2. That’s so cool Holly! Congrats! The hubs and I kept our finances separate for the first four years of our marriage, and then somewhere along the way we realized that life was just way too complicated and we had way too many accounts to keep track of. We combined at that point, and it has been a really good thing. It definitely helps us be on the same page in terms of our finances. Neither of us are huge spenders and we really don’t fight about money at all, so it works out.

    1. I think that makes it easier. Our finances are combined, but we have similar money habits, so there are never issues either way.

  3. Congrats on both the WSJ and becoming a talking head! =)

    We’re joint finances all the way, and personally we’ve never known a couple with separate finances where money isn’t something they still fight about. So what good is it doing keeping it separate if you still fight about it?

    1. Yeah, exactly. I know a ton of people who keep things separate who still fight about it!

  4. Joint finances are the way to go and each person should have a little slush fund to buy dumb stuff with if they choose without judgement or argument.

    Speaking as a person who was divorced over money sneakiness and hiding money is a huge problem. If I lose trust in you in one area of our lives together it will spill over to every area.

  5. I think they absolutely should combine finances. When you get married you are devoting your life to the other person. Your money is their money, and vice versa. I can’t imagine being married and not combining finances.

  6. Kenya Carter says:

    We are seperate finance people. We divvy up the bills and jointly contribute to savings and college fund. I keep a spreadsheet and have very specific plans on how I save, pay down debt and invest. We were 34 when we got marrried and I saw no need to enforce a lifetime of my money habits onto him. We discuss major purchases, expenses and vacations and agree to how they should be paid for. It works for us.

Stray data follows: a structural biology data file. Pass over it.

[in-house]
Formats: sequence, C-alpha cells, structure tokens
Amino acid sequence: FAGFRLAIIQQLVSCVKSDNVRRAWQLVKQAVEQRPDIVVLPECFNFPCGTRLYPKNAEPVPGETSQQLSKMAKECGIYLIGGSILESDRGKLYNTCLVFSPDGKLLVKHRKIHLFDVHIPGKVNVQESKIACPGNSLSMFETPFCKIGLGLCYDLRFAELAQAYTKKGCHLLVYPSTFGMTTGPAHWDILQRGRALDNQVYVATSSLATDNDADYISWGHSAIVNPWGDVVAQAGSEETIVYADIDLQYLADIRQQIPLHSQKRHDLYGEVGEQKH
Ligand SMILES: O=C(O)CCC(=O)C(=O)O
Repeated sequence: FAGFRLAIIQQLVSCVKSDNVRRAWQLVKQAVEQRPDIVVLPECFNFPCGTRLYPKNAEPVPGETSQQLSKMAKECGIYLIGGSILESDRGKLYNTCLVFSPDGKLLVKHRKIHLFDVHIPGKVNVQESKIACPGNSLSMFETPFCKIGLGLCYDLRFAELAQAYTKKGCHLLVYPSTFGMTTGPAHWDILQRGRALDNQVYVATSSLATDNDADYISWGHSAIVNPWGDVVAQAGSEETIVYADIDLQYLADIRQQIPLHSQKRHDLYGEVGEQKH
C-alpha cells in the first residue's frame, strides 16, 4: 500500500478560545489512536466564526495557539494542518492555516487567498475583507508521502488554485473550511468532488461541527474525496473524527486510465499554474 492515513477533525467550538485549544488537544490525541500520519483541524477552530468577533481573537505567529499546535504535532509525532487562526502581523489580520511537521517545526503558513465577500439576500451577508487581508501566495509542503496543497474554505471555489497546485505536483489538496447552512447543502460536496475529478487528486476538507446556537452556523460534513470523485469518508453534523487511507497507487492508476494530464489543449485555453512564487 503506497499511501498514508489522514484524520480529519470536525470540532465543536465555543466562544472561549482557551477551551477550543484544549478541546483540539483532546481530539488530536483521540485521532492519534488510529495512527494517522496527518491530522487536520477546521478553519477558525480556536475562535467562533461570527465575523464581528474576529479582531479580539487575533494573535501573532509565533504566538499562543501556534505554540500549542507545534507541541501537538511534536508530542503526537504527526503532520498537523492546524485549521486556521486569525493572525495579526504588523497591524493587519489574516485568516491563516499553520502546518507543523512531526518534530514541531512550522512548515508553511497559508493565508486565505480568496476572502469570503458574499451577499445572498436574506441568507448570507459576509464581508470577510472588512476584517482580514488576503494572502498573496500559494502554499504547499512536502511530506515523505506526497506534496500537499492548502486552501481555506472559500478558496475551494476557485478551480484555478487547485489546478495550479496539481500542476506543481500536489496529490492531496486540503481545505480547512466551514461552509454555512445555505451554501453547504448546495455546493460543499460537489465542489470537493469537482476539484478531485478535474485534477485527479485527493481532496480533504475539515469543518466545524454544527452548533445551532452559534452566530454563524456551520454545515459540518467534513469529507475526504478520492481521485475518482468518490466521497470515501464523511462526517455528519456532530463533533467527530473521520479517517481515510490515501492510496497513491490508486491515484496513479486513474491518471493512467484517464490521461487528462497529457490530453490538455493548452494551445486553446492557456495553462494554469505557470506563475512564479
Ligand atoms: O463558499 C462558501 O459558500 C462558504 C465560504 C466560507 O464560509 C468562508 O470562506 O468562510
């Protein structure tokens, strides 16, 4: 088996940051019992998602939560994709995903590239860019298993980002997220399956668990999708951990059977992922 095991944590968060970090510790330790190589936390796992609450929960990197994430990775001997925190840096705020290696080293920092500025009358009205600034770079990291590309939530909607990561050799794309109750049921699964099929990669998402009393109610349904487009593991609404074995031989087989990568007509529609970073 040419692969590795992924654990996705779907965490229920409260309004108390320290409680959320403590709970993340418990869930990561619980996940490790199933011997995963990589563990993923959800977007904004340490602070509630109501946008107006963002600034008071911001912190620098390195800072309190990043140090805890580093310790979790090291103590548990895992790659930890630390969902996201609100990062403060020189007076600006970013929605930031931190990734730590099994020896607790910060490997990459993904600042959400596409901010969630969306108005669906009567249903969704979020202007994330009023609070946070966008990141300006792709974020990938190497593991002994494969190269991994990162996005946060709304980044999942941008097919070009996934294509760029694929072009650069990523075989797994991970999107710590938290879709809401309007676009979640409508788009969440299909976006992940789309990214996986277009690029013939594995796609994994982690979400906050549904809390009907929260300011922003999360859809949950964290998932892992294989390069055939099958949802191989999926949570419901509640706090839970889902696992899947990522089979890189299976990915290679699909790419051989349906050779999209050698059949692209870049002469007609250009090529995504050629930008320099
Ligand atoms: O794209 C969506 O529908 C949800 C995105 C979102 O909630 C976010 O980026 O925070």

Besides unlike many couples we are never arguing over who overdrew the account or bought lunch too many times in a week.

    1. Hey, as long as it works for you! That’s all that matters.

  7. My wife and I have a joint account but also seperate bank accounts. We have a joint credit card for most of our spending but also have seperate cards. Since we discuss our finances (including budgets and savings goals) on a regular basis we find it still works well even though it’s not 100% transparent.

  8. I totally agree with this, that if you’re married you should combine your finances. One reason that the couples has a conflict and my turn into a divorce because of a money conflict.

  9. Rock on! We all know a celebrity now – way to hustle and say “yes” 🙂

  10. “The truth: I think that separate finances are lame. I mean, get married or don’t. Don’t do it half-ass.” Lol, I love it! I think you did great by the way, and definitely agree. For a variety of reasons, I think you should combine finances, essentially as you’re a team when you’re married and this should only help that. That said, I guess you have to do what works for you personally and have no issue with that as the key should be to managing ones finances wisely.

    1. Yeah, I don’t “get” separate finances at all, but to each their own. I trust my husband 100% and don’t need a separate account to feel independent. You don’t get more independent than this!

  11. Well I already told you but I’ll say it again: you did great and your whore makeup looked fab. 😉 big kudos for doing something scary and rocking it out!

  12. Wooohoo, way to be a rockstar! I don’t know how I feel about the joint finances thing yet. I think I’m leaning your way, but I haven’t really gotten to that point in my relationships yet.

    1. I hear ya! You’re still single, right? You have plenty of time to think about it!!! =)

  13. We are getting married in the summer, and we will inevitably combine finances at least partially. We’ll keep separate tax free savings accounts, retirement accounts and maybe even emergency funds (for separate vehicles, etc) but our checking and other savings will be combined.

  14. You are a rock star for going on TV. I don’t think I could have done it.

    When we had separate everything, that’s how we ended up in so much debt. I think it’s OK for each person to have a separate account for allowance money, but you should both have access to everything so there are no secrets.

    1. Oh, I seriously considered bolting out there door right before it started. I don’t think I’ve ever been so scared in my life!

  15. That is awesome, congrats Holly!

    I’m not married but I think when I do get married, I would want to combine finances. I understand the argument on both sides but I agree with you – it’s about teamwork. Having separate accounts can lead to disagreements, animosity, etc.